Here is the set of ideograms that make up the Tree language writing system:

Working it out in the early days

Now, I didn't just pull the above out of my ass. As you can see from that top note, I was looking for models of writing systems that were either ideographic or had anything to do with Trees specifically or the natural world more generally. I first studied Ogham, an old Irish writing system that is said to have each of its letters named after different trees. But after using it a little while, I realized that the writing system looked very much like Tolkien's dwarvish runes. And ripping off a master of my genre is not how I want to be remembered.

The final product is more a mix of some symbols I made up myself based on important Omorbian places or concepts (the gate, chaos, the tree families), and a reworking of the Hopi world symbol. I also threw in the Deep Forest symbol, which is in the public domain, since the name of it is appropriate and I was inspired by the works of that electronic music group. Although now that I know just how terrible they've been in stealing and appropriating other peoples' musical works, that's a questionable decision on my part.

Concepts and Sounds

The picture above represents the ideograms of the written Tree Language and the concepts that they represent. But what about the sounds? Here I'll offer my compendium, but in picture form. I have yet to find the time or fine muscle coordination to design a workable font for the Tree Language. I'm no artist, and this has been the biggest challenge of working with a conlang for me.

So how can I use this writing system to communicate in the Tree Language? Well, tomorrow we'll get into the nitty gritty of all the grammatical rules. Should be fun!

The Tree Language So Far


Friday, May 15, 2015

Happy Long Weekend!

This weekend in Canada is a long weekend. Monday is Victoria Day, commemorating a long-dead British Monarch. But in these parts it's referred to as the May long weekend, or the May 2-4, or the official beginning of summer!

And although many people have Monday off of work, I'll be here, going on about the Tree Language writing system.

Until then, have a good one!

Thursday, May 14, 2015

The Tree Language: Phonology

Phonological Constraints

Before I dealt with the problem of having to transcribe a language with a lot of vowel distinctions into English, which has much fewer, I first had to decide, as the Language Construction Kit informed me, on Phonological Constraints.

English has a very complex set of Phonological Constraints. You have only to look at words such as sprint to realize this fact. It's one of the reasons why for native speakers of other languages, English is one of the most difficult languages to learn. There are plenty of other reasons as well. English is the confused bastard child of Germanic and Romance languages, but that's also why it's such a productive, malleable beast: producing portmanteaux and compound words at the speed of thought.

But let me back off of the language geekery and get back to the matter at hand: The Language of Trees.

The phonological constraints that I decided on are very simple. Syllables can only be produced from very limited options. Below, (c) stands for consonant, (v) stands for vowel, and (c/v) stands for those letters that, like y in English, can be either a vowel or a consonant. Pretty simple, hm?

Possible Syllables:


Very, very simple, yes? More akin to Japanese than English. So far so good.

Except for one thing. If you're a more astute linguistic than I am, maybe you've seen the Tree phonetics and noticed that with 22 distinct sounds, and such narrow phonological constraints, I'm going to run out of possible syllables pretty damn fast. And since this language is meant to be produced by a Tree and not a human mouth, how is this all even going to work??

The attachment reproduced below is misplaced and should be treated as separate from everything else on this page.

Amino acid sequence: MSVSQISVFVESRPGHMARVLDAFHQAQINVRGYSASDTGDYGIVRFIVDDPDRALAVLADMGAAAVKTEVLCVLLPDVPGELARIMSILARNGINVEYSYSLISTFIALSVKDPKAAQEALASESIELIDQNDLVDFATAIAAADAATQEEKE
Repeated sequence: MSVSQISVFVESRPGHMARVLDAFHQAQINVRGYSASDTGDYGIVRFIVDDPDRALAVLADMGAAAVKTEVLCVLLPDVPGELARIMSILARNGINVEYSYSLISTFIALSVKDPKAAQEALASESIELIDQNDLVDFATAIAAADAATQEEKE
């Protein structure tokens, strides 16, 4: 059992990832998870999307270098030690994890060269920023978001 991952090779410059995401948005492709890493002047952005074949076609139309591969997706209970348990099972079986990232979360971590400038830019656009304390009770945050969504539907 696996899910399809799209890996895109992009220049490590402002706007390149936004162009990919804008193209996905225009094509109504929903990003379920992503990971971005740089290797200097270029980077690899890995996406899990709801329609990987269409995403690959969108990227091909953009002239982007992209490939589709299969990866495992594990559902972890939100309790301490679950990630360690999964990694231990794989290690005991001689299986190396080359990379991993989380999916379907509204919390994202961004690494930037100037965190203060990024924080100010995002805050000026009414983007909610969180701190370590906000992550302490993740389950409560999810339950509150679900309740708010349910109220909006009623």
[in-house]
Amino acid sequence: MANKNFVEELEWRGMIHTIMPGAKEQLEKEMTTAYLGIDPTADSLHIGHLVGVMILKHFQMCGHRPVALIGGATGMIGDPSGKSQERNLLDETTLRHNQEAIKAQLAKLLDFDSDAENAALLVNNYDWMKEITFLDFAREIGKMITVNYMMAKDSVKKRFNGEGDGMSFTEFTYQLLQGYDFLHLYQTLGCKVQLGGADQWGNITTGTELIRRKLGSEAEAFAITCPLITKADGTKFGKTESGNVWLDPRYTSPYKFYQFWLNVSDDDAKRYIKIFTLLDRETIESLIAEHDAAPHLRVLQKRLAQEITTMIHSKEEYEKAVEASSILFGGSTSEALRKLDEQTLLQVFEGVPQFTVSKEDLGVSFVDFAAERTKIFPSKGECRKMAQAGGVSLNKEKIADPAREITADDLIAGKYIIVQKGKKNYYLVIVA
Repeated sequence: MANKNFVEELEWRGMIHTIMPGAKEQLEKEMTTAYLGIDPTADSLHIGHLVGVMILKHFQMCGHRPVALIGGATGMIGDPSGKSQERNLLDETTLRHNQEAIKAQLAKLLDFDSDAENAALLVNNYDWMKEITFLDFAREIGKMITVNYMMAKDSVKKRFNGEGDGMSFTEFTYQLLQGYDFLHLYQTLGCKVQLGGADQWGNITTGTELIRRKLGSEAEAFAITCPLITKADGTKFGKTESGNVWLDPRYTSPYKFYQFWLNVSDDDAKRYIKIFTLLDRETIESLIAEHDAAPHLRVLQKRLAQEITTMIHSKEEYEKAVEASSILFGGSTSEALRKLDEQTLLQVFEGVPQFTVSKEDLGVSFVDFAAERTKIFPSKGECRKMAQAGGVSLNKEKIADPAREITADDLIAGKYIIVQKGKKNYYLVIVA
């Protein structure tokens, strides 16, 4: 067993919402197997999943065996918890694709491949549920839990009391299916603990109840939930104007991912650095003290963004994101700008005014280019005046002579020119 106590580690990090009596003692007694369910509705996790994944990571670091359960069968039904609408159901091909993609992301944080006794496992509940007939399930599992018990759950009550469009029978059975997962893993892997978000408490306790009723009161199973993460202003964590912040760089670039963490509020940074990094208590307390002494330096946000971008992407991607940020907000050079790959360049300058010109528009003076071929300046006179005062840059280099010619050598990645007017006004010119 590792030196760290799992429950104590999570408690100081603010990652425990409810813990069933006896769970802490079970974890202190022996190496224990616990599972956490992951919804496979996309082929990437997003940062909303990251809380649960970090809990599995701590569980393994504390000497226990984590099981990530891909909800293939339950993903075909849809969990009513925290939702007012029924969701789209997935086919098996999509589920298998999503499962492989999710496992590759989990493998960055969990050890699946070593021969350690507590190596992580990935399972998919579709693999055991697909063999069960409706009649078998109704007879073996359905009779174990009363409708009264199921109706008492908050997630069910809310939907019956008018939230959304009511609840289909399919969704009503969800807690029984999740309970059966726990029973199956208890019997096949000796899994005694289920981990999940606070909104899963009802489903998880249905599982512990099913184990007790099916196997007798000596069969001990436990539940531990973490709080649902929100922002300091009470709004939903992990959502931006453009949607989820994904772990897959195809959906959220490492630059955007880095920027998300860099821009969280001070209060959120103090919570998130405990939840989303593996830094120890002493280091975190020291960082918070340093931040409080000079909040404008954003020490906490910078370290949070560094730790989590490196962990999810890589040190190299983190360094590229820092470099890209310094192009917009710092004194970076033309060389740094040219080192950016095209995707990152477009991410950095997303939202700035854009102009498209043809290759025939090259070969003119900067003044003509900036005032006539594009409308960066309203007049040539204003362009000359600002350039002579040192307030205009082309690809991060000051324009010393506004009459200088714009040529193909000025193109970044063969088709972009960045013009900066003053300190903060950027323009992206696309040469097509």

I have one word for you:


Languages such as Mandarin, Cantonese and Vietnamese use tones to convey meaning. It's one of the reasons why these languages are so difficult for a native English to learn: the tones in our language convey meaning, but only grammatical meaning (more inflection, but you know what I'm saying: it's like how your voice goes up at the end of a sentence to indicate asking a question). It's difficult for us to hear different tones on words as indicating that the word means something different.

But if you think about it, as I did: the sound of wind through the Trees does have tones. The tone, I observed, is largely dependent on the speed of the wind. The faster the wind, it seems, the higher the tone. And so the slower the wind, the lower the tone. Generally.

And so I decided that the Tree Language has five tones. Mid-tone, high, extra high, low, and extra low. No rising or falling. In phonetics, tones are indicated with these symbols, called suprasegmentals:

Extra high: ˥
High: ˦
Mid: ˧
Low: ˨
Extra Low: ˩

Or as an accent on the vowel, which I prefer to use, and you can see here.

With these five tones, every syllable has five different possible meanings, and so the set of possible syllables in the Tree Language makes it more like a natural language. It's a sloppy workaround, and one I have yet to work into the Mage's Apprentice itself. But it's what I went with!

So much for the sounds of the language. Tomorrow I'll get into a really interesting bit, and my favourite part! The Writing System!

The Tree Language Links


Wednesday, May 13, 2015

The Tree Language: Phonetics

Early Draft of Tree, from 2010
Yesterday, I introduced The Tree Language that you may have spotted throughout The Mage's Apprentice. Today I'll delve into the sounds of the language.

While I did take a handful of linguistic courses during my undergrad to fulfill a degree requirement (at the time I was completing a degree in Cognitive Science and I guess that the designers of the degree believed the philosophers who maintained that thought is language and language; thought), I am not a linguistic.